Tuesday, 16 October 2012

SEGMENT 29: Hazard Bay ( Orpheus Island ) to Nelly Bay ( Magnetic Island). 43 NM Tues 2 October 2012.

SEGMENT  29: Hazard Bay ( Orpheus Island ) to Nelly Bay ( Magnetic Island). 43 NM
Tues  2 October  2012.
We were expecting the wind to increase overnight and we were not disappointed. The wind was between 12 and 18 kts and LAST WORD  rolled a  little, and the anchor chain made some noise as the boat swivelled on anchor , and the anchor cradle  was moved from side to side by the snubber.

Capt Barry noted that he would have to make up a bridle snubber , and pack washers either side of the anchor cradle to address the noise issue, but some other time, as the solution would require a bit of thinking and trial and adjustment  concerning the rope lengths , as the anchor goes through the bow ( not over the top like most boats ).

Early morning ,Capt Barry consulted BOM and Buoyweather to decide whether to take LAST WORD around the outside of Hinchinbrook Island , which was only about 5 NM to the west of  our anchorage.  After discussion with David, rear admiral Julie and Rhyannon, Capt Barry decided it would be best to let Hinchinbrook Island be discovered another trip (despite being so close) and head back to Magnetic Island , as sea conditions were deteriorating  rapidly as the expected winds built.

BOM was predicting 15 to 25 kt winds , and 2 plus m seas , and Buoyweather   a little less.

We lifted anchor at 7.50 am and arrived at Nelly Bay marina 5 hours later , at 1.00pm

About a third of the trip was in the lee of Orpheus and Great Palm Islands, and along the inside of Magnetic Island. Here the swell  was  about  2 m and the wind  10 to 15 kts, but out in the open  the swell was 3 to 4 m and the wind gusting frequently to 20 to 25 kts, and both were coming from about 11 o’clock to LAST WORD’S  passage.  

Whilst LAST WORD  handled the conditions with ease, it was a rolly trip, and would have been most uncomfortable without stabilizers, which make a huge difference.

Sitting on our usual 1050 rpm, and going with the current,  LAST WORD only averaged about 8.2 kts out in the open waters.  Without the oncoming seas and wind,  LAST WORD would normally  manage about 10 to 11 kts, at those revs and with a 1 kt current.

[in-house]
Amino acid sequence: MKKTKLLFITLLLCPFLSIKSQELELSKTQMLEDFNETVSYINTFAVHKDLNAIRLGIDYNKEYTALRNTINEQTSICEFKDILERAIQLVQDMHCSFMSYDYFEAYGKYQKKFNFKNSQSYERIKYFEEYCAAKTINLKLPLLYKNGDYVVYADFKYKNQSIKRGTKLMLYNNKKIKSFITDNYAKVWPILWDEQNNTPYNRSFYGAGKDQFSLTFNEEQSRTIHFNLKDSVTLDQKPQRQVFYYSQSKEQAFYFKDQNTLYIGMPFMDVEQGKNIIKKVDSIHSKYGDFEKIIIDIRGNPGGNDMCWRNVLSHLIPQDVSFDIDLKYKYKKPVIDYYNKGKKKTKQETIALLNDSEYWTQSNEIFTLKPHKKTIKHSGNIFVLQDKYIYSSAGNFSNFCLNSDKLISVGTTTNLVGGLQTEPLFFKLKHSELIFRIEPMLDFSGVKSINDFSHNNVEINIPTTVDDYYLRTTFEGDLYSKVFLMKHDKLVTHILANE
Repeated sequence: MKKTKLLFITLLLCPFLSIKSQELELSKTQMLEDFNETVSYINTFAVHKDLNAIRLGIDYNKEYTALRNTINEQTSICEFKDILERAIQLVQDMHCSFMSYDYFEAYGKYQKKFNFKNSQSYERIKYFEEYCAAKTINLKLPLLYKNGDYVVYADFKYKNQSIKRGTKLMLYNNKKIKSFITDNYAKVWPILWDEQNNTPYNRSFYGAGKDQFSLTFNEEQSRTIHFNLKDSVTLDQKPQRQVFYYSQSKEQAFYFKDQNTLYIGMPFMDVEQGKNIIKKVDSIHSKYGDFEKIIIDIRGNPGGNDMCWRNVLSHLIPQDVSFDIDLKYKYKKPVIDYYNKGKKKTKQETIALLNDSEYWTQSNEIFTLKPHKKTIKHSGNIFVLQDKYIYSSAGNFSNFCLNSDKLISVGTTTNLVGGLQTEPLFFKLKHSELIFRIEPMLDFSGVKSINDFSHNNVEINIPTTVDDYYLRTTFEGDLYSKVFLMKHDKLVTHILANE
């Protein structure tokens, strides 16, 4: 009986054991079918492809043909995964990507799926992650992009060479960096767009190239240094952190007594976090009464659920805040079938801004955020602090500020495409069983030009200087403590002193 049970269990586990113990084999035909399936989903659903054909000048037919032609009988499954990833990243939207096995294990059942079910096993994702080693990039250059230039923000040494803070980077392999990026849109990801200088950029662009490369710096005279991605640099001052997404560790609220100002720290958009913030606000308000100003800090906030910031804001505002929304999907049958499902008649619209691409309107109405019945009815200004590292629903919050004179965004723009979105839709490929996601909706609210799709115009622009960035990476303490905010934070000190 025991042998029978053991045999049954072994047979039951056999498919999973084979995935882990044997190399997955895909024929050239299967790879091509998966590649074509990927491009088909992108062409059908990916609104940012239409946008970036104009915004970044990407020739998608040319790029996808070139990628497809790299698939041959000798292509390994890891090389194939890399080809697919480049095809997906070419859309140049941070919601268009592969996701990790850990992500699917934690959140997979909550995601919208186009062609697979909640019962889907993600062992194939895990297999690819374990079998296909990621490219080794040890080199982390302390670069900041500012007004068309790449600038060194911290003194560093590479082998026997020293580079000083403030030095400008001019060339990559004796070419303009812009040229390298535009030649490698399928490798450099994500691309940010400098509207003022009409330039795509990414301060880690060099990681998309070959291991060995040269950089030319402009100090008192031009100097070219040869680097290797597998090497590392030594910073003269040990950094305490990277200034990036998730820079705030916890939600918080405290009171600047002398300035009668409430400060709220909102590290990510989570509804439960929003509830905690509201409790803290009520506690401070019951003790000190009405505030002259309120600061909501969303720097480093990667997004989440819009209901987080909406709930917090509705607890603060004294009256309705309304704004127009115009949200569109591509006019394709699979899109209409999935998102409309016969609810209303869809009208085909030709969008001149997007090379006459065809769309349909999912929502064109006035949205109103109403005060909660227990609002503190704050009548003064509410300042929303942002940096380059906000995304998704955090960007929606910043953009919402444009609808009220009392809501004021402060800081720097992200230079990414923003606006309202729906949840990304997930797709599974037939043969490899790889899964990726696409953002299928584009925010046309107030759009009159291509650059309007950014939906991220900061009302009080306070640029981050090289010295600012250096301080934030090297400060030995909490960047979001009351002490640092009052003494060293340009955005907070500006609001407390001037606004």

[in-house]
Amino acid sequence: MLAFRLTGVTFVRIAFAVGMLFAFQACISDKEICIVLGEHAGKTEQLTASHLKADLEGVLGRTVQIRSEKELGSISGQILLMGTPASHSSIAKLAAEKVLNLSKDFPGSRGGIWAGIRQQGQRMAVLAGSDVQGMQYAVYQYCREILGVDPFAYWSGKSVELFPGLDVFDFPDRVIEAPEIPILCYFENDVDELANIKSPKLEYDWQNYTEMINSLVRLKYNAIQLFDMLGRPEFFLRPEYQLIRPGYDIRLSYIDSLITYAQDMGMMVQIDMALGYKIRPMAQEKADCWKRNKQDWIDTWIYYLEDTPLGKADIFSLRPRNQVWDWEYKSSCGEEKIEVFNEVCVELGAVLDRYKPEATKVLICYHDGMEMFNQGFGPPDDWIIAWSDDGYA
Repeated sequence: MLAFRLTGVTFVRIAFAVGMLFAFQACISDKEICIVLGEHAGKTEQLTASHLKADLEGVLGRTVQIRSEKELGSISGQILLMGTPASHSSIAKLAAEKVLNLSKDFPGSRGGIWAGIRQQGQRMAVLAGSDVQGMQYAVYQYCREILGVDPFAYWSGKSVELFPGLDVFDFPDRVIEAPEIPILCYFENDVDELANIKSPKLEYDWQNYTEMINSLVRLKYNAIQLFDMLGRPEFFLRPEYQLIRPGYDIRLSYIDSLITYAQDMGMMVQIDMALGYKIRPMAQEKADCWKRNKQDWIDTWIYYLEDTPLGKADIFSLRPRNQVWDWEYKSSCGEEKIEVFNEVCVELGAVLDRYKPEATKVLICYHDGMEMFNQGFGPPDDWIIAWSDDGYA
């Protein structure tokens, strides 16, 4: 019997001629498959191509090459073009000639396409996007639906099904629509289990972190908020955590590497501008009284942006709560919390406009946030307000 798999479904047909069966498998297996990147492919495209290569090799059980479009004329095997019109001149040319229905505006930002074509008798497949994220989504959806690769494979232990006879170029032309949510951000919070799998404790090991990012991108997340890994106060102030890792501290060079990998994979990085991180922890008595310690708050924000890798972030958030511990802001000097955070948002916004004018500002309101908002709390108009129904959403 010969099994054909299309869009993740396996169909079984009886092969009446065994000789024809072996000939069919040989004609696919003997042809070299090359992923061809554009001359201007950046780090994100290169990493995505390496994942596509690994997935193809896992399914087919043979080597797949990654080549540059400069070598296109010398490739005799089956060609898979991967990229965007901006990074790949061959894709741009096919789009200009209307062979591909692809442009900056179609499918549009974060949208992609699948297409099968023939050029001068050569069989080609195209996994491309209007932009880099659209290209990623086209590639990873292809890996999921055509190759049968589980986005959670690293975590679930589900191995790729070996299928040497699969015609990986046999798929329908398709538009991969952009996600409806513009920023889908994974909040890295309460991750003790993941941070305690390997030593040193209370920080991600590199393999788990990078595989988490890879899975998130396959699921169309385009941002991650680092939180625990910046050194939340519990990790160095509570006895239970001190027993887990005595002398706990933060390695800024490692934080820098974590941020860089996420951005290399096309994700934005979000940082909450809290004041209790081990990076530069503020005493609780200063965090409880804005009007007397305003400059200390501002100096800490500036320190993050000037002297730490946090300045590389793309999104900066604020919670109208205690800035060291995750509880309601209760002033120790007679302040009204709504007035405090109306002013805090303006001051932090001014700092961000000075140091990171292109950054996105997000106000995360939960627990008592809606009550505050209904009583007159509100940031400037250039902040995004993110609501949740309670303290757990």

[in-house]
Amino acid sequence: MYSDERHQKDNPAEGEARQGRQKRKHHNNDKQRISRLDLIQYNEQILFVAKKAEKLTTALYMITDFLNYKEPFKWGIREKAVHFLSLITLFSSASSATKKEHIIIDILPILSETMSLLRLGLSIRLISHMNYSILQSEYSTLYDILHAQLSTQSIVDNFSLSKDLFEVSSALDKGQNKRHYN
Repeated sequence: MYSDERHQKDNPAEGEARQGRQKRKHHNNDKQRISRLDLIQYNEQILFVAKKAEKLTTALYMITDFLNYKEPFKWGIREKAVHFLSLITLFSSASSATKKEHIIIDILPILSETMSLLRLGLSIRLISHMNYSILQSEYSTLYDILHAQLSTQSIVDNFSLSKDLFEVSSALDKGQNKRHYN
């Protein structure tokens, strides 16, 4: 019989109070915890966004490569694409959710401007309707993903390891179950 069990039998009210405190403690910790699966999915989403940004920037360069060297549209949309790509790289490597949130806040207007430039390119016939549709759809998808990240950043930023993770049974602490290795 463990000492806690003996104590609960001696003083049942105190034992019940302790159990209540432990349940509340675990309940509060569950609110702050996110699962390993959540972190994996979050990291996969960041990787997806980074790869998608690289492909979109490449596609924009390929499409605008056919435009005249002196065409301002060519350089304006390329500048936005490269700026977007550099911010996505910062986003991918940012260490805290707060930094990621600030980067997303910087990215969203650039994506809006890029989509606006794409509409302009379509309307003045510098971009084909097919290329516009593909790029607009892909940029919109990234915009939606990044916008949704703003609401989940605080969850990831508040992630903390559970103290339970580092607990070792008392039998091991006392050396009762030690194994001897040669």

Capt Barry and David did most of the driving , and rear admiral Julie did some reading then lay down on the saloon lounge to pass some of the time , whilst Rhyannon spent some of the time in the pilothouse helm and had one or two catnaps below deck.  In fact Rhyannon mentioned  that she managed to “GET SOME AIR” ( when she lifted off the bed ) when sleeping in the front VIP cabin, and moved to the master suite , where the  vertical  lift ( from the bigger swells ) was significantly less.

We rounded Magnetic Island at Picnic Point, and headed straight into the wind and sea , about 3 + m , and  made a bee line for the leads into Nelly Bay harbour. Capt Barry radioed  “all ships “ that LAST WORD was about to enter the harbour, and ignored the 6 kt speed limit, and gunned the entrance at about 10 kts , with stabilizers and wipers on full, until behind the breakwaters. This is necessary in swelly /windy times , as the markers are only about 15 m apart and the current , swell and wind make for a very confusing sea  that rocks and rolls all vessels, even the ferries .

Capt Barry had previously telephoned the marina manager, and organised a berth , as we were expecting the winds and sea to increase and thought we may need to high tail it back to the marina . 

The allocated berth was A26, (the opposite side of the finger LAST WORD   was  last berthed at  when in the marina),  and Capt Barry knew it would be a blow on berth, which would make things easier in the 25 kt wind.

Capt Barry berthed, bow in ,for privacy , but after finding out that there was STILL  no three phase power  for berth A25 and 26 ( Capt Barry had been promised it would be fixed while LAST WORD was away ), and as LAST WORD did not have long enough extensions to use the 15 amp plug ins, Capt Barry had to restart the engines and rotate LAST WORD, stern in to the berth , so the 32 amp leads could be plugged into the 15 amp power supply  with the short adaptor fittings LAST WORD carried.
This turned out to be the better orientation , as the wind did not blow straight into the saloon.
Whilst Capt Barry washed  away the salt residue that was on every part of LAST WORD  , the girls ordered a take away lunch of hamburgers and chips.

Later that afternoon the 57 foot Nordhaven , Myrtle, arrived and attempted  berthing in A27, the blow off berth next to LAST WORD,  but after second thoughts (and seeing Capt Barry put buffers down the port side of LAST WORD – in case he muffed the berthing )  the skipper of Myrtle , berthed in someone elses  berth, A25, a blow on berth, until the winds died somewhat.

The wind  did not abate and the skipper of Myrtle successfully berthed next to LAST WORD  without incident.

rrear shot of Myrtle, the Nordhaven 57 ( with extended boarding platform) next to Last Word

front shot ,Myrtle and LAST WORD

Later that day a vote was taken and we all decided to stay on board for rack of lamb and dine out at the restaurant Wed night.

action shot of the girls washing up

TRIP:  5.4 hours ;   202 L/total;  329 total engine hours;   av speed 8.3 kts;  av fuel used 37 L/HR/TL

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